The Church of Jesus Christ of Latter Day Saints: The Mormons got a lot of press this year, good and bad, because of Mitt Romney’s candidacy. They were also the driving force in successfully funding and generating support for Proposition 8 in California.
David Axelrod and David Plouffe: Obama’s two Davids masterminded one of the greatest political campaigns in history, one which will be studied and replicated for decades in the United States and around the world.
The polls: Most campaign polls were right in assessing the mood of the local and national electorate, and correctly foresaw an Obama victory of historic proportions.
Tina Fey: Energized her career with a dead accurate and brutal impression of Sarah Palin on Saturday Night Live.
Katie Couric: May have resurrected her career bona fides with her gentle televised mauling of Sarah Palin. That interview will be studied in journalism schools for years to show how brutally effective and newsworthy a simple follow-up question can be.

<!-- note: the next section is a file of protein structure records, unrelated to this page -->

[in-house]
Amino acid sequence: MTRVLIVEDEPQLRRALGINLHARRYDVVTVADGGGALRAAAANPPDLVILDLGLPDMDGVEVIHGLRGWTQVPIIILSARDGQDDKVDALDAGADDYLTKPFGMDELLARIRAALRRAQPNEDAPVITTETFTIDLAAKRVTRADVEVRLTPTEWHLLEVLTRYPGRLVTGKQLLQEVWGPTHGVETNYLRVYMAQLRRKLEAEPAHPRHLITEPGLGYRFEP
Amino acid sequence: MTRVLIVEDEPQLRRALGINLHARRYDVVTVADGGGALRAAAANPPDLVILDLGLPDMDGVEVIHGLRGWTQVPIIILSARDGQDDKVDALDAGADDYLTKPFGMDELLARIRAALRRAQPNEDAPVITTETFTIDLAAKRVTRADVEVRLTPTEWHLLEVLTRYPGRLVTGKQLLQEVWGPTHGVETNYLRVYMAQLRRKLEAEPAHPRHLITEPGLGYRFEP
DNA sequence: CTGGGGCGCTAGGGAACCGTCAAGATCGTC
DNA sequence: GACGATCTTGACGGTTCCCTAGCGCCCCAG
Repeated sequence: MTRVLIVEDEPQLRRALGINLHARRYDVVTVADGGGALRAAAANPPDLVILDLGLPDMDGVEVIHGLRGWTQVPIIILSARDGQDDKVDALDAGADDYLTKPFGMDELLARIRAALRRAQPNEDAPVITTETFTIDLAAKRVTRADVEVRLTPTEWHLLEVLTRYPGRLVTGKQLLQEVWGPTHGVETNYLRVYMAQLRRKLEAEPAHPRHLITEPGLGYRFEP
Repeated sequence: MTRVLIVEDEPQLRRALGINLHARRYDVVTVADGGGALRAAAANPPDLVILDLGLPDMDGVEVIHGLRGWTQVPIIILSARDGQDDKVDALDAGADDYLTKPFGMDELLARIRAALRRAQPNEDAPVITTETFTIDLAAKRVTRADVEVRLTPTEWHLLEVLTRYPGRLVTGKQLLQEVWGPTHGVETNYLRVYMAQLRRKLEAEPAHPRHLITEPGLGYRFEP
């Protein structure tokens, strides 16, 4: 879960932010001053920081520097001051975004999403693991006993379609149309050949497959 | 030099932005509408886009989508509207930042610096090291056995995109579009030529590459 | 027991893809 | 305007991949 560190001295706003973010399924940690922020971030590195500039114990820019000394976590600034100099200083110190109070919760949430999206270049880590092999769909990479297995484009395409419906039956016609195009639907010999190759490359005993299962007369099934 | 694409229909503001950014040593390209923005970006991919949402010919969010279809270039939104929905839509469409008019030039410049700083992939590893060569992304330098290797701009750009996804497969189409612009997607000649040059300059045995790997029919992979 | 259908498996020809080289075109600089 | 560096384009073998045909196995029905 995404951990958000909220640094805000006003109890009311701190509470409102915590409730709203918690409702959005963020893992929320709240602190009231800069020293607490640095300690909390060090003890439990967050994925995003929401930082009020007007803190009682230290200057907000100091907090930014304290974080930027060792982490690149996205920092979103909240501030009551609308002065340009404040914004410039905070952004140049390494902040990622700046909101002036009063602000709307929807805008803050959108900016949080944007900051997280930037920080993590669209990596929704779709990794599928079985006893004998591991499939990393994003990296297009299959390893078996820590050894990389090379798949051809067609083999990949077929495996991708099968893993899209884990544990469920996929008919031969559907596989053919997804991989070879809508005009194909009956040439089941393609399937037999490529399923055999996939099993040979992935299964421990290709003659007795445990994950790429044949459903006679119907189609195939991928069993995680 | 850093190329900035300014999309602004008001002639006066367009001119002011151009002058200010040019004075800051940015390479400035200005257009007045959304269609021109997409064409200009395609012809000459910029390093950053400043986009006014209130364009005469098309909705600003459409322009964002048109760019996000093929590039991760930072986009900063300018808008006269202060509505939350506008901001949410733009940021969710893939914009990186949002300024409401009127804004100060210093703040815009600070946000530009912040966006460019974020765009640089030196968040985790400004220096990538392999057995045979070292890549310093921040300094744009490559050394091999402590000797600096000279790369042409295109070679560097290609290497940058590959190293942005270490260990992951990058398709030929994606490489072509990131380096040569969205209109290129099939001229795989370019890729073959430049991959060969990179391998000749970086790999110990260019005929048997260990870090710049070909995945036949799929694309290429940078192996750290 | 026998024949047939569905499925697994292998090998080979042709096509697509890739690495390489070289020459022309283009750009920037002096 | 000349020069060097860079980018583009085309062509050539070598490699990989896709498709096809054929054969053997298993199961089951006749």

LOSERS
John McCain: There can be only one winner in a presidential election, and McCain ran as best as he could in one of the harshest political environments for Republicans since 1974.
Sarah Palin: Five words – Not ready for prime time. She energized the Republican base at the expense of everyone else, many of whom were scared at the idea of an unexperienced and unqualified candidate being one 72-year-old heartbeat away from the presidency.  She might have been a rising star in the party before this cycle, but given the fact that she was a net negative for the ticket this time around, any chances of her being on the national ticket in 2012 are slim.
Steve Schmidt, Rick Davis, Mark Salter, Terry Nelson and John Weaver: The McCain brain trust throughout the campaign was fraught with mixed messages and competing egos. Unlike Obama’s consistent message of change, the McCain campaign never had one, and bounced from idea to idea in hopes of turning their electoral fortunes around. They also thought it would be a good idea running on change v. experience based on their candidate’s compelling life story, ignoring the fact that Hillary Clinton tried making the same argument and failed.